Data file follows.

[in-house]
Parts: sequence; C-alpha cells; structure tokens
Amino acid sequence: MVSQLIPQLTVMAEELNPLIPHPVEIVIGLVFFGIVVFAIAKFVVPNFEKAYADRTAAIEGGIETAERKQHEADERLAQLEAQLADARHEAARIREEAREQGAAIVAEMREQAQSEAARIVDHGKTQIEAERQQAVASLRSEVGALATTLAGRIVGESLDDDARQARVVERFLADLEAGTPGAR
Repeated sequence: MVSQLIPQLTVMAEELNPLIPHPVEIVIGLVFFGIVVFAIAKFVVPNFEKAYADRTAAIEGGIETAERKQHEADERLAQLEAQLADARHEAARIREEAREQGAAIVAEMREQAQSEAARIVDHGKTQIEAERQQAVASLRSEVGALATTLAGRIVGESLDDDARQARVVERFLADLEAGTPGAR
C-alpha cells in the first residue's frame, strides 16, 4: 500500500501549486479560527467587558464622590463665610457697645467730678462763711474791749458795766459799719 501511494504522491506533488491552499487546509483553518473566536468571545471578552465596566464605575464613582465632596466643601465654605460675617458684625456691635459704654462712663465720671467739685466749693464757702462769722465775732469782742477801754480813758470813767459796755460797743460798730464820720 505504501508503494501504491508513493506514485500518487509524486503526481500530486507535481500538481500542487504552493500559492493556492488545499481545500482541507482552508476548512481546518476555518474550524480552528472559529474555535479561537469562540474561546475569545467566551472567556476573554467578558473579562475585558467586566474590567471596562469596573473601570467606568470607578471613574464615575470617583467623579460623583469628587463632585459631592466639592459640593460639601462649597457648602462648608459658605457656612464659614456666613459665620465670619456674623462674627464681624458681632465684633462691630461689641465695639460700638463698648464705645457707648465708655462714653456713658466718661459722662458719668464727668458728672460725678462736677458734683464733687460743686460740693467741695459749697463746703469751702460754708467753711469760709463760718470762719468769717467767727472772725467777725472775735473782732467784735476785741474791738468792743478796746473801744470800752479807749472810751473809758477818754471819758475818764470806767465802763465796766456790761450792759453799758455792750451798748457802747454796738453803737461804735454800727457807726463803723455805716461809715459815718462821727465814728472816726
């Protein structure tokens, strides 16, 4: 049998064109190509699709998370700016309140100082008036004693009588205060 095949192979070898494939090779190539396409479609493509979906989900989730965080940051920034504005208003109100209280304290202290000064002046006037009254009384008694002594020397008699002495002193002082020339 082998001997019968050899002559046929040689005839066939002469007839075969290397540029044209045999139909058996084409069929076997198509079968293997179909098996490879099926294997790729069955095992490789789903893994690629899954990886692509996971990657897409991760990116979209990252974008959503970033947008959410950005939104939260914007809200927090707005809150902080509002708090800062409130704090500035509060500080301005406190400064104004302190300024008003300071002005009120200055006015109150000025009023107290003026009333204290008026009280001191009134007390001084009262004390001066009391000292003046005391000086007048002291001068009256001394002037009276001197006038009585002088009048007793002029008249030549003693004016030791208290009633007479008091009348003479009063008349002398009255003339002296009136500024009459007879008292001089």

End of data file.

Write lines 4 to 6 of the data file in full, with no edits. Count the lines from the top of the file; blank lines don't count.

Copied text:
Repeated sequence: MVSQLIPQLTVMAEELNPLIPHPVEIVIGLVFFGIVVFAIAKFVVPNFEKAYADRTAAIEGGIETAERKQHEADERLAQLEAQLADARHEAARIREEAREQGAAIVAEMREQAQSEAARIVDHGKTQIEAERQQAVASLRSEVGALATTLAGRIVGESLDDDARQARVVERFLADLEAGTPGAR
C-alpha cells in the first residue's frame, strides 16, 4: 500500500501549486479560527467587558464622590463665610457697645467730678462763711474791749458795766459799719 501511494504522491506533488491552499487546509483553518473566536468571545471578552465596566464605575464613582465632596466643601465654605460675617458684625456691635459704654462712663465720671467739685466749693464757702462769722465775732469782742477801754480813758470813767459796755460797743460798730464820720 505504501508503494501504491508513493506514485500518487509524486503526481500530486507535481500538481500542487504552493500559492493556492488545499481545500482541507482552508476548512481546518476555518474550524480552528472559529474555535479561537469562540474561546475569545467566551472567556476573554467578558473579562475585558467586566474590567471596562469596573473601570467606568470607578471613574464615575470617583467623579460623583469628587463632585459631592466639592459640593460639601462649597457648602462648608459658605457656612464659614456666613459665620465670619456674623462674627464681624458681632465684633462691630461689641465695639460700638463698648464705645457707648465708655462714653456713658466718661459722662458719668464727668458728672460725678462736677458734683464733687460743686460740693467741695459749697463746703469751702460754708467753711469760709463760718470762719468769717467767727472772725467777725472775735473782732467784735476785741474791738468792743478796746473801744470800752479807749472810751473809758477818754471819758475818764470806767465802763465796766456790761450792759453799758455792750451798748457802747454796738453803737461804735454800727457807726463803723455805716461809715459815718462821727465814728472816726
């Protein structure tokens, strides 16, 4: 049998064109190509699709998370700016309140100082008036004693009588205060 095949192979070898494939090779190539396409479609493509979906989900989730965080940051920034504005208003109100209280304290202290000064002046006037009254009384008694002594020397008699002495002193002082020339 082998001997019968050899002559046929040689005839066939002469007839075969290397540029044209045999139909058996084409069929076997198509079968293997179909098996490879099926294997790729069955095992490789789903893994690629899954990886692509996971990657897409991760990116979209990252974008959503970033947008959410950005939104939260914007809200927090707005809150902080509002708090800062409130704090500035509060500080301005406190400064104004302190300024008003300071002005009120200055006015109150000025009023107290003026009333204290008026009280001191009134007390001084009262004390001066009391000292003046005391000086007048002291001068009256001394002037009276001197006038009585002088009048007793002029008249030549003693004016030791208290009633007479008091009348003479009063008349002398009255003339002296009136500024009459007879008292001089």